OHC distribution: Did you know what type of valve distribution it is?

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OHC timing is a type of valve timing of a piston combustion engine, in which, in addition to the valves, the camshaft is also located in the cylinder head. The designation of this type of distribution is derived from the English name OverHead Camshaft.

Usually, only a rocker arm is inserted between the camshaft(s) and the valve. Thus, The OHC distribution contains a few components, which reduce inertial forces. The disadvantage of this type of distribution is only the more complicated construction of the cylinder head.

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However, the advantages of OHC valve timing outweigh its disadvantages, which is why this design is currently the most used type of timing for modern piston combustion engines. The basic concept of this type of distribution is one camshaft per cylinder head.

There are two cylinder heads for V-shaped engines, so two camshafts are used (one for each head). An engine with an OHC distribution has at least two valves for each cylinder located in a row and above which the camshaft is located.

OHC distribution can be driven in several ways, either:

  • Toothed belt
  • Chain
  • Toothed gear

The distribution drive is designed to precisely adjust the crankshaft's and camshaft's relative position, which does not change during engine operation. Gear drive is very rare, and nowadays, the most common timing drive is a toothed belt or timing chain.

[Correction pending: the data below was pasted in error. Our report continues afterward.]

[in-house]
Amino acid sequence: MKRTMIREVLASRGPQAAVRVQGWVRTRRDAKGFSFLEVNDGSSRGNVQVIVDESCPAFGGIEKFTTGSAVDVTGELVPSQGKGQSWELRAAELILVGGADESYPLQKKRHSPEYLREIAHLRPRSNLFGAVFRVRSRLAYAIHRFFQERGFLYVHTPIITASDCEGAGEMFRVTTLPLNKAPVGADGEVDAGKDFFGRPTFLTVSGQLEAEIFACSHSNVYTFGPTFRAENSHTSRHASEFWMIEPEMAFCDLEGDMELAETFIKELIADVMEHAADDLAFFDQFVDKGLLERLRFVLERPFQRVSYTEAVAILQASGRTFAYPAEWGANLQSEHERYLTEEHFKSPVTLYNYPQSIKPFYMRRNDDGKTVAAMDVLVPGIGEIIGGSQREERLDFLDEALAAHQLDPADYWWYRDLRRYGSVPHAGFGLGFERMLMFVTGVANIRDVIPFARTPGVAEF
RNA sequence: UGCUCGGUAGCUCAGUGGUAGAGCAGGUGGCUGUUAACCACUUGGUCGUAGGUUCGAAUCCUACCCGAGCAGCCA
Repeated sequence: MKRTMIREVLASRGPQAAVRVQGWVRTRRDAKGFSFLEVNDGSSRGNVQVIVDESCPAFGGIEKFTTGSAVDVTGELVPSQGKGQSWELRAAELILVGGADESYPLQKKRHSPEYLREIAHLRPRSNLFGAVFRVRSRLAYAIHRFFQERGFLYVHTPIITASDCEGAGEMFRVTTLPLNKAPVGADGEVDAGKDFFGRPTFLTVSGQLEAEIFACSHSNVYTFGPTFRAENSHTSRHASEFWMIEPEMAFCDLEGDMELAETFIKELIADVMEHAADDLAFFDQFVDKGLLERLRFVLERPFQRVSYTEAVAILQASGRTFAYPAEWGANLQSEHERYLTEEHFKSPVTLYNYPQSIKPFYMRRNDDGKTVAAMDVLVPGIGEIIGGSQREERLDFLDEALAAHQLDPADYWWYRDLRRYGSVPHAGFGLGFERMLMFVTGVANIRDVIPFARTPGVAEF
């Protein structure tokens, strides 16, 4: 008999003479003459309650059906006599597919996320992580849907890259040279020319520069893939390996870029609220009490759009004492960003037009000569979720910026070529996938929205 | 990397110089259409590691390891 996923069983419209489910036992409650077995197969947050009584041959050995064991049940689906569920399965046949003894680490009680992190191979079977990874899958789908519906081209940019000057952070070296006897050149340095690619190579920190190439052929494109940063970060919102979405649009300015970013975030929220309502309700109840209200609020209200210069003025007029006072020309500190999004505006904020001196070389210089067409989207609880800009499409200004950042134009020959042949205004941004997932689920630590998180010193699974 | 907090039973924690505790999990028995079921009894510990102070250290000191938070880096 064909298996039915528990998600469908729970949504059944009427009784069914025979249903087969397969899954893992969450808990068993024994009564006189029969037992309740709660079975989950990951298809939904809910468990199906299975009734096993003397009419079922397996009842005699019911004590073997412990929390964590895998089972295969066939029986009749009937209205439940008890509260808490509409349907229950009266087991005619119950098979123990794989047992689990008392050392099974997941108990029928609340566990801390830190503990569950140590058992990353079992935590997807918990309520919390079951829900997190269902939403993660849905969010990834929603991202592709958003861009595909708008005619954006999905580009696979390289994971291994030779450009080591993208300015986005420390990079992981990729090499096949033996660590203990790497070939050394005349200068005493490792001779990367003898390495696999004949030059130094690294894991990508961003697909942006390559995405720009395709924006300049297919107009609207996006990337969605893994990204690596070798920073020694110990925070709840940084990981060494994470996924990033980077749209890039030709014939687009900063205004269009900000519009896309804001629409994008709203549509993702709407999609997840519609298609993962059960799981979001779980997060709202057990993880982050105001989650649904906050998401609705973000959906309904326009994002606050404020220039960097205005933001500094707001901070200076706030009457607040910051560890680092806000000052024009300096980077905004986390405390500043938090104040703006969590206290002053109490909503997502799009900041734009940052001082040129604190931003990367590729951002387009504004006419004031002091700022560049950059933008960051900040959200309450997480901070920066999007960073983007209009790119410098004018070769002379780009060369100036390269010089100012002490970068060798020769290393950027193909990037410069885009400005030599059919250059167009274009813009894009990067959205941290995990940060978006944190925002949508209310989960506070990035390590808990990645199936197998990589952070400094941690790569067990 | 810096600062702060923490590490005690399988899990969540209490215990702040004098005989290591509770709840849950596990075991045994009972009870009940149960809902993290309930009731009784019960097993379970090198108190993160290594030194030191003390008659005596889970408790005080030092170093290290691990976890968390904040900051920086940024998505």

The OHC distribution is mainly used for four-stroke engines. This means that the camshaft rotates 2x slower than the crankshaft because a four-stroke engine performs one work cycle during two crankshaft revolutions.

OHC distribution can be divided according to construction into:

SOHC (Single OverHead Camshaft) distribution:

Indicates one camshaft per cylinder head. So it is the same type of distribution as the OHC distribution. Most engines of the type use such a valve distribution:

  • 4-cylinder engine, eight valves
  • 3-cylinder engine, six valves

DOHC (Double OverHead Camshaft) distribution:

It indicates a type of valve train in which two camshafts are located in one cylinder head. With this type of distribution, the intake valves are arranged in one row, and the exhaust valves in the second row. So one camshaft controls the intake valves, and the other camshaft controls the exhaust valves.

This type of valve train is used for larger valves per cylinder (3, 4, 5, 6, and so on). The DOHC distribution is also sometimes referred to as 2xOHC.

The DOHC valve train is the most used type of train today and is used, for example, in the concept of engines such as:

  • 4-cylinder engine, 12 valves – 2 intake valves and one exhaust
  • 4-cylinder engine, 16 valves – 2 intake valves and two exhaust
  • 4-cylinder engine, 20 valves – 3 intake valves and two exhaust
  • 4-cylinder engine, 24 valves – 3 intake valves and three exhaust
  • 3-cylinder engine, 12 valves – 2 intake valves and two exhaust